I believe roll center only changes if you change the angle of your upper arms from parallel with the ground (or at the rear, as with the Low Roll kit on Carpet Knives, by raising or lowering the pivot ball). You can also affect roll center by raising or lowering the center of mass. It's been a LONG time since I looked at this but it strikes me that pointed more down at the inside ends effectively lowers the roll center while bringing the upper arms up closer to parallel with the ground would raise the roll center. I believe you want to raise roll center if traction is low, lower it if traction is high (ie. traction rolling, "tripping" over the front, etc).

Again, MOST open to correction...so have at ye knowlegeable mass!!
Not sure at all, that's why I'm asking. Ay my age, I've forgotten a lot. Just trying to figure out what the changes will be if I move the pivot points around. I don't get enough track time to just try them all and hope what happens is right.
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Old 12-08-2008, 10:58 PM   #29854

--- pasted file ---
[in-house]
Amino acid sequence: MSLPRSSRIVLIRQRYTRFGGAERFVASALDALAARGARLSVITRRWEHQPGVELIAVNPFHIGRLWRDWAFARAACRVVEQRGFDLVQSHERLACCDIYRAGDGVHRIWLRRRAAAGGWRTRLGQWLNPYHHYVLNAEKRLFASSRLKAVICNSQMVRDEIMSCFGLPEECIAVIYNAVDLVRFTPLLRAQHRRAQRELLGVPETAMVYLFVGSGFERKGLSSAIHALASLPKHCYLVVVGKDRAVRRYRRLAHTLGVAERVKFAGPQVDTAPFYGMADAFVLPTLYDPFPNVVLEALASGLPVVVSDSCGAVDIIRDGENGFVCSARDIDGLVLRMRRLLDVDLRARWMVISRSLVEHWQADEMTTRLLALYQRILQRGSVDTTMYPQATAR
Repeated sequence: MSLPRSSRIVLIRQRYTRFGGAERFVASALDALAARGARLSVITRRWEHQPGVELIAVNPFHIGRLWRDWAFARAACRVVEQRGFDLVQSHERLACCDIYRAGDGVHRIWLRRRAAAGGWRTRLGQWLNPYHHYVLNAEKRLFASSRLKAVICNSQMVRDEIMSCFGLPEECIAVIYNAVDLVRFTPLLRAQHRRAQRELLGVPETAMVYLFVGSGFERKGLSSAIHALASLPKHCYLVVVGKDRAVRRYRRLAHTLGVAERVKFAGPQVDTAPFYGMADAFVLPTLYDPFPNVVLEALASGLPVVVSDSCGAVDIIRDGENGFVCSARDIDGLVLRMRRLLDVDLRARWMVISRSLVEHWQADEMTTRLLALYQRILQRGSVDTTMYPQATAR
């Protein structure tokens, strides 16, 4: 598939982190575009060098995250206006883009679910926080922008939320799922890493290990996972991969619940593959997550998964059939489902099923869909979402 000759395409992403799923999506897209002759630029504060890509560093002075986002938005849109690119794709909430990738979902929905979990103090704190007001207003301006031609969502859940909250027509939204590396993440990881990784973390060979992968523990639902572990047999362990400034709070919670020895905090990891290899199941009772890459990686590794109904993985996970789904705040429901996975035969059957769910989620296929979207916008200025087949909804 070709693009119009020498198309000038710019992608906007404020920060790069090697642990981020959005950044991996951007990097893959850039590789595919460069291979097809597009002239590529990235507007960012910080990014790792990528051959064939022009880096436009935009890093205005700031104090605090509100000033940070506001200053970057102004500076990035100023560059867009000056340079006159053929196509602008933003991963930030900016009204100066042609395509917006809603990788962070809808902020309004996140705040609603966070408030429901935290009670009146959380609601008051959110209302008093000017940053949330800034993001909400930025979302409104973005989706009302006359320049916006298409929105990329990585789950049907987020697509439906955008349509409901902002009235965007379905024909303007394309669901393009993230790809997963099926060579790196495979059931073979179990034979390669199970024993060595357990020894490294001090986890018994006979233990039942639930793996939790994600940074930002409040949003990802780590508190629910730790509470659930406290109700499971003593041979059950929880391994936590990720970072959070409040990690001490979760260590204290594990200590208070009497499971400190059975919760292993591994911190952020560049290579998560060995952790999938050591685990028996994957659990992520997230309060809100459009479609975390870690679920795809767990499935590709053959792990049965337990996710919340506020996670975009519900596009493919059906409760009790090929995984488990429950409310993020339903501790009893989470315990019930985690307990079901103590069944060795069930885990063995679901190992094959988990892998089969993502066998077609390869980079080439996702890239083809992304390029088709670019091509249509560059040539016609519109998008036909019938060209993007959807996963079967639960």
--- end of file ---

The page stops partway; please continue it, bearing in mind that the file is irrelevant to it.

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The end of a longer arm travels in a wider arc then the arc of a shorter arm. Because of this the amount the top of the king pin moves in toward the center of the chassis is less then the amount the top of the king pin moves on a shorter arm. Thus a shorter arm will have more change in camber as the suspension compresses.
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Old 12-08-2008, 11:00 PM   #29855
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Quote:
Originally Posted by robk View Post
A more parallel upper arm will yield a lower roll center. A more angled arm is a higher roll center.
This is correct. I just looked it up in Fred Puhn's EXCELLENT "How To Make Your Car Handle". It had been too long. So "what he said".